Similarities Between Ourika And Frankenstein

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At first glance, many would not imagine comparing the novel Frankenstein by Mary Shelley to the novella Ourika by Claire De Duras. However when analyzed closely, the similarities and differences between Ourika and the creature, prompts many readers to compare the novel and the novella. Both the creature and Ourika fulfill the idea of outcasts, while containing significant amount of differences. Whereas the creature’s anguish stems from society’s rejection of him and the creature pinning his suffering on society, Ourika’s misery on the other hand, arises from her own self-animosity and refusing to accept society’s shortcomings.
Both the creature from Frankenstein and Ourika from Ourika, demonstrate how dangerous society’s superficial view
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At the beginning of his life, the creature does not seek to harm the human race, instead wishing to join them. The creature demonstrates his desires when he reveals to Frankenstein that, “I longed to join them, but dared not. I remembered to well the treatment I had suffered the night before” (Shelly pg76). Regardless of his previously interactions with violent humans, he continues to desire the feeling of belonging to a group or family. Like Ourika, once the creature realizes that society will not accept him, he wishes for an interpersonal relationship with a significant other. The creature reveals to Frankenstein that, “I demand a creature of another sex, but as hideous as myself: the gratification is small, but it is all I can receive, and it shall content me” (Shelly pg102). The creature understands that the love he will receive from a female creature will not completely fill the gap of belonging; nonetheless he comprehends that some small feeling of attachment and love is enough to make him happy. Although the creature begins as kind-hearted character desiring companionship, the creature ultimately desires revenge against Frankenstein throughout volume three. The psyche of the creature evolves from one of innocent child looking at the world for the first time, to a vile human wishing to act upon his anger. Importantly, the…show more content…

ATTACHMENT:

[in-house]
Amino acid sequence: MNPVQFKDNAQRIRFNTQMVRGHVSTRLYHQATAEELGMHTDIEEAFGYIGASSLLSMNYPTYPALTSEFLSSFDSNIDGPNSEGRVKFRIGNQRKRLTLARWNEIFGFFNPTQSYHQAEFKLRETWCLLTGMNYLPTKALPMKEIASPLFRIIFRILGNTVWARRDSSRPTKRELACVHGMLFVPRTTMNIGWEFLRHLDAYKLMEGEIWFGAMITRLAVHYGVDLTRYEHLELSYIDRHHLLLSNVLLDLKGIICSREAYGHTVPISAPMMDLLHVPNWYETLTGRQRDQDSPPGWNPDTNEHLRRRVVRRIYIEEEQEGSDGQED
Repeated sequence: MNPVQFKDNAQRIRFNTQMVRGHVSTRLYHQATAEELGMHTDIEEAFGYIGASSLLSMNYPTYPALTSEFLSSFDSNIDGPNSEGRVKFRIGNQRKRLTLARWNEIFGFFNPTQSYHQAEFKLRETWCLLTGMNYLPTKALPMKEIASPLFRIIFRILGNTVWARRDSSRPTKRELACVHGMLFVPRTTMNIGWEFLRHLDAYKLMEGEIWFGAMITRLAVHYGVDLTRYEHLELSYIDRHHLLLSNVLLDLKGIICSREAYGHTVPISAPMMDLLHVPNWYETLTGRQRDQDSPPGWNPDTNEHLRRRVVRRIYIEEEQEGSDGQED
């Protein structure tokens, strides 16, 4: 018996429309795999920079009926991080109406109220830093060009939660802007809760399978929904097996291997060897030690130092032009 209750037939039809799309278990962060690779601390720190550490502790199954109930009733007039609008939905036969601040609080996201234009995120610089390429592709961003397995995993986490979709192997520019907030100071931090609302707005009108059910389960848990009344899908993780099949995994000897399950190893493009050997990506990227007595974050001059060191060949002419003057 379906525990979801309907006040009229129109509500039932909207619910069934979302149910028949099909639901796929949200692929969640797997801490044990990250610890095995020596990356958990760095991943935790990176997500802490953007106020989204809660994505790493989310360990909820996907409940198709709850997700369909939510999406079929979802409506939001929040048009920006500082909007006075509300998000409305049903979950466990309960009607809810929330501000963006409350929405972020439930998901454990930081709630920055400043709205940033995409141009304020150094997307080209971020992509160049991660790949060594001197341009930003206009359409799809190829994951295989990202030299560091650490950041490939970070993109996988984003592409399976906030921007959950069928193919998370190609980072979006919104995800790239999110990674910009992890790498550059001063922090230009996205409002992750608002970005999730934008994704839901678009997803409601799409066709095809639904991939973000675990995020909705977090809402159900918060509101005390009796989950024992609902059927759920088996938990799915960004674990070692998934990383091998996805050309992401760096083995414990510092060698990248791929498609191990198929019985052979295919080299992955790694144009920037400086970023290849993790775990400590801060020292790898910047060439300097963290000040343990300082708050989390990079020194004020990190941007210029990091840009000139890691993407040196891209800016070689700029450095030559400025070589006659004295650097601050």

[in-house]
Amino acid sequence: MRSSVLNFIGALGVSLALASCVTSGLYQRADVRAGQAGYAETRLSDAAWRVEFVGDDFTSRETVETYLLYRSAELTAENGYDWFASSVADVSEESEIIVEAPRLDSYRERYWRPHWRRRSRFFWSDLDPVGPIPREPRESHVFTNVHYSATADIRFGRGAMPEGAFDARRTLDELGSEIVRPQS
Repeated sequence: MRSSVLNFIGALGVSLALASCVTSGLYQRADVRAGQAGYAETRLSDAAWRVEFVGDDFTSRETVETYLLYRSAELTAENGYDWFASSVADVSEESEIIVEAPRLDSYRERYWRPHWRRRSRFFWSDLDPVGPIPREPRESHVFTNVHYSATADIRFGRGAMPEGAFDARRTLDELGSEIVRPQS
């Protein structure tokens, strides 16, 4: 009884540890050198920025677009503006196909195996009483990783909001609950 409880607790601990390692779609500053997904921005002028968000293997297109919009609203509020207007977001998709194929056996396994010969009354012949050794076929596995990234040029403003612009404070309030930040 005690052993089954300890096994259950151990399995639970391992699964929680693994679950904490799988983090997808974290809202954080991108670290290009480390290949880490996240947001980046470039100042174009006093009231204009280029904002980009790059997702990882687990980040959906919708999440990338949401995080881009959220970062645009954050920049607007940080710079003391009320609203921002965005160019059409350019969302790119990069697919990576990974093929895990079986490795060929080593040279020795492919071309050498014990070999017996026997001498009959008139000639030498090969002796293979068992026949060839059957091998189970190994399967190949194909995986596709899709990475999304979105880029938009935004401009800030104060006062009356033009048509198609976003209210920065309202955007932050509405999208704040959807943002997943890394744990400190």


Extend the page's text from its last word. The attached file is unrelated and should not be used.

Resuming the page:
The creature’s unhappiness at the end of the novel is not from the result of his own self-hate like Ourika, rather he believes that society is the cause of his suffering. During the time when the creature is outside the influences of society, he is free from hate and misery. The creature expresses his gentle nature when he admires cottagers stating, “ I admired virtue and good feelings, and loved the gentle manners and amiable qualities of my cottagers, but I was shut out from the intercourse” (Shelly pg84). At this point of the novel, the creature only had minimal contact with society evident from the seclusion from the cottagers; therefore he still views humans as amiable creatures. However as the creature continues to encounter other humans, he begins to develop a hateful attitude towards them. At the end of the novel, the creature reveals to Walton, “I cannot believe I am he whose thoughts were once filled with sublime and transcendent visions of beauty… the fallen angel becomes a malignant devil” (Shelly pg160). The creature understands that murder is considered reprobate, however he is shocked that he managed to carry perform all the murders. Since the creature experienced violence whenever he approach any of the humans, the creature slowly began adopting violence as a sort of way to communicate with other vicious
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